Hollow Fibre Membranes
Air separation by means of hollow fibre membranes is a continuous process driven by the principle of selective permeation across the membrane wall. The rate of permeation of each gas present in the feed air is determined by its solubility in the membrane material and the rate of diffusion through the molecular free volume in the membrane wall. These variable permeation rates allow “fast” gases, such as water vapour and oxygen to be separated from “slow” gases such as nitrogen.
The hollow polymer fibres are packed together in a functional unit, called membrane module, which consists of a bundle of several thousand hollow fibres inside a casing made of carbon / stainless steel, aluminium or FRP. Each end of the fibre bundle is embedded in a resin body covering the internal cross-sectional area of the casing so that the feed air is forced into the fibres openings at module inlet and the produced nitrogen is collected at the module outlet. The oxygen enriched permeate will be released at a pressure close to ambient pressure through a radial outlet located on the casing between the two resin bodies. Normally membrane modules are installed in a parallel configuration, so that each module output contributes proportionately to the capacity of the system.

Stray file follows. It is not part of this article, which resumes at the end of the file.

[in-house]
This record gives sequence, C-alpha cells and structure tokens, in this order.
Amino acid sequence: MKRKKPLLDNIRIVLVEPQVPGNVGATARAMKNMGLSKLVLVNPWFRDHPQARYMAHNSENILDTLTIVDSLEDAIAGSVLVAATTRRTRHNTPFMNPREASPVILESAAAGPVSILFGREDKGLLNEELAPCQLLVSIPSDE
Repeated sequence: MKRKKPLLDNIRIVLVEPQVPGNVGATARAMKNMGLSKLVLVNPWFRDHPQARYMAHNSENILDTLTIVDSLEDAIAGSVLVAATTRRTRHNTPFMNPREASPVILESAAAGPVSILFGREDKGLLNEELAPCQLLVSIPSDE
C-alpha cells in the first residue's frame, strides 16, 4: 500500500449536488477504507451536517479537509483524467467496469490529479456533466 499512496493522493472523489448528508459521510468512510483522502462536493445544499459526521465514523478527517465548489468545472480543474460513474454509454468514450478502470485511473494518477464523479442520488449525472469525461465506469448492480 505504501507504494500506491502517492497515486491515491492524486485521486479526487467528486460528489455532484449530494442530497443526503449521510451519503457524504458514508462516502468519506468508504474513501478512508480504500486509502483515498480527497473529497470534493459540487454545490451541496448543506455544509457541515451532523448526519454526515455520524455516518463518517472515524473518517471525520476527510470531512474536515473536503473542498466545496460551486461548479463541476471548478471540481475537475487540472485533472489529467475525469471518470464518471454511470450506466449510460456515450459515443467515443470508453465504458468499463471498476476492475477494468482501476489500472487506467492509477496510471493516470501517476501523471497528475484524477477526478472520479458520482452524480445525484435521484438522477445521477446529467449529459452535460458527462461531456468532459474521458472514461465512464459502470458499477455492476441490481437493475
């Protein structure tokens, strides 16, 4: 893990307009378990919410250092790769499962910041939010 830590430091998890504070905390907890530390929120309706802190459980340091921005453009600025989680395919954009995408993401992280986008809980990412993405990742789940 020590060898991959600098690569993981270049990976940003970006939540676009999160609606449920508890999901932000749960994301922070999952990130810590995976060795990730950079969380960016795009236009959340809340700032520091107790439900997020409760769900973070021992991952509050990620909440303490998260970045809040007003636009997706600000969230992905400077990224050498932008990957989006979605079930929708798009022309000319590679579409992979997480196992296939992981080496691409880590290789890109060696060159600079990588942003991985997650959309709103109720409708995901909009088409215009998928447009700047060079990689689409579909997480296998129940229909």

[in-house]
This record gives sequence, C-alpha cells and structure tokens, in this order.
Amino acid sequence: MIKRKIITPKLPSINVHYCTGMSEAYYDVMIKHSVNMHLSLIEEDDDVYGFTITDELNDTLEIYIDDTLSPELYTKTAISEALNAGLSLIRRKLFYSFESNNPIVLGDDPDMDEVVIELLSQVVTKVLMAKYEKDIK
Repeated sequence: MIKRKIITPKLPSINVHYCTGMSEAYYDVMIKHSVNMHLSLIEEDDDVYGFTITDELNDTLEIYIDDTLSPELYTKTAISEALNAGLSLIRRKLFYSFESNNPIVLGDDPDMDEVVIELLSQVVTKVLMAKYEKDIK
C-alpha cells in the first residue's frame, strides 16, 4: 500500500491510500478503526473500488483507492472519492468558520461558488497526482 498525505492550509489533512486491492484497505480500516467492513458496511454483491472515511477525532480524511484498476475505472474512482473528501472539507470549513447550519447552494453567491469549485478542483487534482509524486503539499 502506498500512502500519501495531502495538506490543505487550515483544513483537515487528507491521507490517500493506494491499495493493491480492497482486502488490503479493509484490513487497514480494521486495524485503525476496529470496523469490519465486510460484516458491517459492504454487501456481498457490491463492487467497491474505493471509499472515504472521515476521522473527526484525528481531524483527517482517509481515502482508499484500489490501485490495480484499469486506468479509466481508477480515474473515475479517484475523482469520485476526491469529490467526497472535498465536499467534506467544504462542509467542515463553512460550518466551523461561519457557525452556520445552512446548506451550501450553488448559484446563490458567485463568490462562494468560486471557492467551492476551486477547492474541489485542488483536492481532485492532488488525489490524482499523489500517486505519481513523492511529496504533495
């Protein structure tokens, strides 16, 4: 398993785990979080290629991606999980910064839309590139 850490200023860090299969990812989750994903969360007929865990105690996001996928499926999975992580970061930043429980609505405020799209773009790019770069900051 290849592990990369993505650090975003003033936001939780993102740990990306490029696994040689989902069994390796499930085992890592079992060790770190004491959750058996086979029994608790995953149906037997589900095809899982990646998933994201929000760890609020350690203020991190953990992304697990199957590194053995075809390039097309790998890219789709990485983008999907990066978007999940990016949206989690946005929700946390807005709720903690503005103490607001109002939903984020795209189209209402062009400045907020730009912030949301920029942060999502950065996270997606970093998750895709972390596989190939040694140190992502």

NOXERIOR can offer you a wide range of membrane module sizes in order to offer the most efficient solution at competitive pricing in relation to the nitrogen application and the plant size. The membrane module casings from NOXERIOR can be supplied according to any required pressure vessel design standard.
The compressed feed air will have to be conditioned before entering the membrane module. An adequate air filtration is necessary for a reduction of moisture, particulates, oil and eventual other hydrocarbons present in the supplied compressed air in order to avoid “plugging” of the porous membrane wall.